Check past the break for more images and a video featuring the Slide camera strap.

Via Kickstarter

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mood shot - lomo'instant

It was only a matter of time until Lomography tried to release their own Instant film camera. And today, they’re announced a Kickstarter for their own brand new Lomo’Instant cam. The camera is the first one to be developed to use Fujifilm Instax Mini pack film and have interchangeable lenses. The company is trying to create a system with a wide angle, portrait (which is actually 35mm), and fisheye lens that seems to be every bit as fabulously plastic as most of their products.

They’re saying that it has full automatic shooting capabilities as well as certain controls such as long exposure shooting capabilities and aperture control. The standard shutter speed is said to be 1/125th; which is a typical flash sync mode. You’ll also be encouraged to shoot with a flash and dampen the flash output accordingly using aperture settings. The camera also has exposure compensation of +/- 2 EV, a motorized film printing system, and a cable release.

From the Kickstarter, the came seems pretty damned affordable.

More details, photos, and the Kickstarter video are after the jump.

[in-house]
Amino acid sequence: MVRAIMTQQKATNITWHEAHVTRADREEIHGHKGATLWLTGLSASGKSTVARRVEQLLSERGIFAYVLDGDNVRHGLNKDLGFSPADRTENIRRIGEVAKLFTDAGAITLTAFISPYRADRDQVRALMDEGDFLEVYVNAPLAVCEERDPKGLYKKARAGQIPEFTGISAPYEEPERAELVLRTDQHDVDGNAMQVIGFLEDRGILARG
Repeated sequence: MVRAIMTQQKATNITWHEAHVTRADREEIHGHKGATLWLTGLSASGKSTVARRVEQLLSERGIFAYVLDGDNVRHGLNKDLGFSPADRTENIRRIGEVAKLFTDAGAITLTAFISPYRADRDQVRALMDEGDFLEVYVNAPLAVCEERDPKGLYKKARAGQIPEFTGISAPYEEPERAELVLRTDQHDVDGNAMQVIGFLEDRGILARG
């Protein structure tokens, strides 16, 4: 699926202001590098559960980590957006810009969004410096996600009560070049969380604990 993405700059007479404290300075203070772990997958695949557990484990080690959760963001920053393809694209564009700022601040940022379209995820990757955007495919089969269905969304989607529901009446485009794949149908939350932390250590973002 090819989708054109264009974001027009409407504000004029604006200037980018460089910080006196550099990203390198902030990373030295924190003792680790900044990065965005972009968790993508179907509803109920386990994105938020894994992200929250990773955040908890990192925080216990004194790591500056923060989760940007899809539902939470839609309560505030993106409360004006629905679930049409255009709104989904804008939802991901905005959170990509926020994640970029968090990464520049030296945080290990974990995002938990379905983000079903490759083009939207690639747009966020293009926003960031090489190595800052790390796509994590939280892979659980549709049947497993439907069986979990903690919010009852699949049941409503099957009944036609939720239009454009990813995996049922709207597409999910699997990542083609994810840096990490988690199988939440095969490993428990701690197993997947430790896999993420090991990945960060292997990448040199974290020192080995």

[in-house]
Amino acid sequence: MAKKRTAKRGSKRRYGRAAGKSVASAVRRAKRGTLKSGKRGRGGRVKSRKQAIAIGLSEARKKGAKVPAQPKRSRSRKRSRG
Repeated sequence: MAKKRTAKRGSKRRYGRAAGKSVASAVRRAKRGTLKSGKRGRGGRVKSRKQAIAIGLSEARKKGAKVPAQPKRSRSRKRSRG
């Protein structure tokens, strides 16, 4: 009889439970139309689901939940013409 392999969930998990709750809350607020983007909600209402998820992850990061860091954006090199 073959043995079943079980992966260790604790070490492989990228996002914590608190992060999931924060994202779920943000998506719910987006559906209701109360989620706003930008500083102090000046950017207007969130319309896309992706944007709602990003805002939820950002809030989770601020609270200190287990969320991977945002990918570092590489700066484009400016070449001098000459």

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Next Level Co Otto Camera top

GIFs have made a resurgence as of late and while there are smartphone apps to make short clips, Next Thing Co. wants to go one step farther with a GIF camera. Meet the Otto, a hackable, Raspberry Pi-powered camera that takes GIFs natively. It’s a charming little camera that looks like a toy Leica camera and you also record GIFs by popping up the film advance and cranking away at the lever. There is also a shutter button for just taking still images as well.

While the camera might sound a little old school it’s a completely modern take on capturing images. Everything this little snapper takes goes to a Wi-Fi connected smartphone app, which also controls the camera. From the app users can turn up and down the frame rate, chose whether their GIF loops, and add effects by changing modes. These modes can add effects like a distorting Stereo filter, crosshatched Map overlay, or throw on a pair of “deal with it” shades on everyone in the image.

While the built-in effects are substantial, perhaps the best thing about Otto is you can experiment and make their own. Afterwards you can submit them to a “Mode Gallery” for others to try them out.

For even more experimentation, Next Thing Co. has also developed a Arduino-powered “FlashyFlash,” though with a little tinkering photographers could probably connect their professional speed lights and strobes to the camera as well. To show how limitless the Otto is, Next Thing Co. created a GIF where the color saturation is controlled by decibels as a drummer rocks out.

Spec wise the camera isn’t going to wow anyone with its 5MP sensor or 35mm f2 lens. But it is an backside illuminated CMOS sensor, which should help it shoot in the dark, that can record 1080p video at 30fps and capture 2592 x 1944 resolution images. If you want to pick up this GIF shooting image a $199 pledge will net you a Complete Otto camera that will ship this December. Meanwhile $50 more will get you a camera complete with the FlahsyFlash

Via Kickstarter